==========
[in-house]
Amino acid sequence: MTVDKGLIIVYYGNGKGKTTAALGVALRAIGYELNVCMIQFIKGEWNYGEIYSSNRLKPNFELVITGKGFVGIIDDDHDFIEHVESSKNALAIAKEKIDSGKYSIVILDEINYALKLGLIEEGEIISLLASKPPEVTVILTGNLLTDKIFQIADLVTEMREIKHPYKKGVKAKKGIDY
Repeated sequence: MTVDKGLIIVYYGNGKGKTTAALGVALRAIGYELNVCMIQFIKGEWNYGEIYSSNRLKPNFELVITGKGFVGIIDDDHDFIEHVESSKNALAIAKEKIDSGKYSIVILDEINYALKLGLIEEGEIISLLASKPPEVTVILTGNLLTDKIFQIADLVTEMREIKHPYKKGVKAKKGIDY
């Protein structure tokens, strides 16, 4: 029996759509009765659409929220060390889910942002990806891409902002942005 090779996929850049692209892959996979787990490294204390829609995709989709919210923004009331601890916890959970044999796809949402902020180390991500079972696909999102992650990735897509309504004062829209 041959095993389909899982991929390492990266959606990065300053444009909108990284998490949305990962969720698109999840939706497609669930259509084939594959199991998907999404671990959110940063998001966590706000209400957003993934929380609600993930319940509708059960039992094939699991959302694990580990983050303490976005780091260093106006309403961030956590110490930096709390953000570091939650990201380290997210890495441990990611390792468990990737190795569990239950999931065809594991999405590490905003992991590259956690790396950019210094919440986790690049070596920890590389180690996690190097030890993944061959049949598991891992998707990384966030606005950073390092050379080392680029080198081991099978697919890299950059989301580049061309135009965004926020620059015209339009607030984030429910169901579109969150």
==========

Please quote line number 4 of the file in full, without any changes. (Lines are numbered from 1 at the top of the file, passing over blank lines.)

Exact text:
């Protein structure tokens, strides 16, 4: 029996759509009765659409929220060390889910942002990806891409902002942005 090779996929850049692209892959996979787990490294204390829609995709989709919210923004009331601890916890959970044999796809949402902020180390991500079972696909999102992650990735897509309504004062829209 041959095993389909899982991929390492990266959606990065300053444009909108990284998490949305990962969720698109999840939706497609669930259509084939594959199991998907999404671990959110940063998001966590706000209400957003993934929380609600993930319940509708059960039992094939699991959302694990580990983050303490976005780091260093106006309403961030956590110490930096709390953000570091939650990201380290997210890495441990990611390792468990990737190795569990239950999931065809594991999405590490905003992991590259956690790396950019210094919440986790690049070596920890590389180690996690190097030890993944061959049949598991891992998707990384966030606005950073390092050379080392680029080198081991099978697919890299950059989301580049061309135009965004926020620059015209339009607030984030429910169901579109969150």